Over the past few years, the cloud has become an increasingly pervasive resource in the business world. These days, you'd be hard-pressed to find an employee that doesn't use the cloud in one manner or another – whether they're checking email, chatting with colleagues on a messaging platform or accessing an online application, they're engaging in cloud computing.
According to the 2013 Future of Cloud Computing Survey, cloud use is continually on the rise. The survey found that 75 percent of respondents noted that they utilized a cloud platform in some fashion, according to North Bridge. This is a considerable increase from the 67 percent of cloud users in 2012. In fact, this growth is forecasted to continue overall, as Gigaom Research estimated that the global cloud computing market will reach $158.8 billion in revenues this year alone.
The survey also found that the business sector is the industry currently driving adoption of cloud systems. Within the current environment, organizations account for more than half – 52 percent – of all cloud applications aimed at advancing enterprise priorities. Furthermore, a quarter of the 16 cloud applications tracked for the study were used by more than half of all businesses. As this trend moves forward, the survey suggested that companies will utilize more cloud IT apps, including those connected with big data, mobile, systems management, disaster recovery, help desk and security processes.
The study also found that while still a main concern for those who have yet to adopt the cloud, security is starting to "lose its label as the primary inhibitor" to deploying Web-based systems. In 2012, 55 percent of respondents noted that their security worries prevented them from adopting the cloud. Last year, that figure decreased to 46 percent.
"Cloud services are being adopted and used in a 'boundary-less' way where users are seamlessly integrating them at home and work across all their devices," noted David Card, Gigaom research vice president. "In fact, businesses themselves are adopting the boundary-less approach as they look to disintermediate and squeeze money from their value chains, focus on their core competencies and 'out-service' (outsource non-core services) via the cloud. With all this in mind, they are looking to gain competitive advantage from a core benefit of the cloud, namely continuous innovation by passing it along to their customers in the form of faster time to market and responsiveness to market needs."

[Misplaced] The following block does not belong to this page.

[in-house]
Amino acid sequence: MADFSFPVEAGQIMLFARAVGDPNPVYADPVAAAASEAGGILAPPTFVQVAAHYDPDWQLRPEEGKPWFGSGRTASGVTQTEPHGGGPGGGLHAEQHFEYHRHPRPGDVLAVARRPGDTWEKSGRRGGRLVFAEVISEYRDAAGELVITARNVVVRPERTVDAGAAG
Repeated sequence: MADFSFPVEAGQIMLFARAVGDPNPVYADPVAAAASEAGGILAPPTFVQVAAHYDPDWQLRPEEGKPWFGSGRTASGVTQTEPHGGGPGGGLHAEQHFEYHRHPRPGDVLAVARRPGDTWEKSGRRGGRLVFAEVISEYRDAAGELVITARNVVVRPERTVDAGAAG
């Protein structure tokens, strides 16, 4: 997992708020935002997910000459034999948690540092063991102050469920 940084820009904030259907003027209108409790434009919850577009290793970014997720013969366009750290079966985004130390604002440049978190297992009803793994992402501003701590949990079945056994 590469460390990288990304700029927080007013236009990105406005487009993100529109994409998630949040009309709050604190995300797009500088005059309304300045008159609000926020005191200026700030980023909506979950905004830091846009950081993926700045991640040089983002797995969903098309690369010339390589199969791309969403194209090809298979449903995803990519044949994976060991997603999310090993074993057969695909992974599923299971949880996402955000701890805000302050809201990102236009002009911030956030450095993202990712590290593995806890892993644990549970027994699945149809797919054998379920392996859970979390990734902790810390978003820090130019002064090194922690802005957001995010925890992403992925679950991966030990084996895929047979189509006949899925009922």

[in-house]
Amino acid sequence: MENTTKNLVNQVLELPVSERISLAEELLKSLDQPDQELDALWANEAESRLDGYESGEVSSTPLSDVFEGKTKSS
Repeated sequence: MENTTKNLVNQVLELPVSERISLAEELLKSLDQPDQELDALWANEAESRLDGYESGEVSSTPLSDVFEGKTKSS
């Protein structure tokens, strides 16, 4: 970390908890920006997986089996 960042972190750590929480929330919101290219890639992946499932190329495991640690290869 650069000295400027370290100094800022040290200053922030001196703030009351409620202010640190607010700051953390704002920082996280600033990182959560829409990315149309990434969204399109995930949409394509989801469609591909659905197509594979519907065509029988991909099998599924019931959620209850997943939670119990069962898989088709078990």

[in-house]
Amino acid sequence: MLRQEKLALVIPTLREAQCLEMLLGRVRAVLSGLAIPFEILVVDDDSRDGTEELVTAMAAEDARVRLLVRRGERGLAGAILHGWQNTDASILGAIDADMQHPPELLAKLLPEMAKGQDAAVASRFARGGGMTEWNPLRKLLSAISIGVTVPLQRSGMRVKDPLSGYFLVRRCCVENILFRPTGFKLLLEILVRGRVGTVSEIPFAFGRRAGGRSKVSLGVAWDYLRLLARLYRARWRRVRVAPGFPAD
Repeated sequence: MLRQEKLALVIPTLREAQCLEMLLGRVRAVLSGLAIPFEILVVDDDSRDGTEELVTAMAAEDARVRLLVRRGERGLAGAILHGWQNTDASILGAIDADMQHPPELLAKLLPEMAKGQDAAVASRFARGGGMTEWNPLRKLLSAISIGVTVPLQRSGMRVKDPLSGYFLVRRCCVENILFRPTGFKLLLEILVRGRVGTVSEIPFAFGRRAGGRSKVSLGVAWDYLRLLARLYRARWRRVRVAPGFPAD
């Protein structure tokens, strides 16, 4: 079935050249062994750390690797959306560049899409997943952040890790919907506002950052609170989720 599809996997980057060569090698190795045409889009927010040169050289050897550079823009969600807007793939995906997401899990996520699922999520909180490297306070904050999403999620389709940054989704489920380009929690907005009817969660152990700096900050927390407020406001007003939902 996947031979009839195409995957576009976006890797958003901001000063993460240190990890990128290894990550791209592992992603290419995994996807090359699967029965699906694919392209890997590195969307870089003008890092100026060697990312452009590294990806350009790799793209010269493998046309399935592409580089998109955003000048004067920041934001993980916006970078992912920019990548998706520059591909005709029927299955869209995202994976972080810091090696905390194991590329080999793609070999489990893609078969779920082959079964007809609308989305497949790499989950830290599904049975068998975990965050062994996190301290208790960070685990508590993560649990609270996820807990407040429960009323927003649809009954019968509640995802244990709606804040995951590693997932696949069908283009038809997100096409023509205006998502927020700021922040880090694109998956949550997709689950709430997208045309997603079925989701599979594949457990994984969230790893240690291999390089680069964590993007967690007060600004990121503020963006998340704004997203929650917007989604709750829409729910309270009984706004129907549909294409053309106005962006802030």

Companies leave security fears behind to adopt public clouds
Recently, ReadWrite noted that – due to the rise in adoption of the public cloud – an inherent belief running rampant in the cloud sector was clearly flawed. The source noted that, in the past, many held firmly to the assumption that enterprises would never use a public cloud architecture for anything beyond development and test workloads.
"The good stuff was still running behind the firewall, and always would," wrote ReadWrite's Matt Asay. "Today, it's clear that such reasoning is flawed and completely out-of-whack with actual enterprise computing trends, which heavily favor public cloud computing."
But what it is about public cloud systems – like those from Amazon Web Services – that is spurring the shift toward such an infrastructure? The source noted that the convenience offered through a public cloud arrangement is one of the top elements attracting businesses to utilize it. Since information is more accessible in a public cloud, business employees are free to leverage these resources in a simplified and streamlined manner.
Hybrid: The best of both worlds
However, Asay also pointed out that there are many in the cloud computing space that are arguing for the validity of a hybrid cloud arrangement, noting that it is possibly the "most convenient of all."
The main value prop of a hybrid cloud is that it provides the best of both public and private cloud systems. Not only is the security of a private cloud arrangement possible, but the accessibility of a public cloud is, as well – not to mention all the scalability and cost saving benefits available through any type of cloud. In this way, as an increasing number of companies opt for hybrid cloud infrastructures, the distinction between other types of cloud systems is slowly fading away, Asay stated.
Sys-Con Media's Lori MacVittie underscores Asay's opinion, noting that although many wish for a world without data centers, these facilities are not likely to be eliminated at any time in the near future. Thus, she argues that public and private arrangements both offer their share of individuals benefits, and that hybrid clouds should become the new standard to ensure that systems are better integrated.
"We need to consider that if the future is hybrid and composable, that we ought to be able to manage such a[n] environment more seamlessly and with greater attention to architectures that not only accept that premise, but exploit it to the advantage of IT and the business," MacVittie wrote.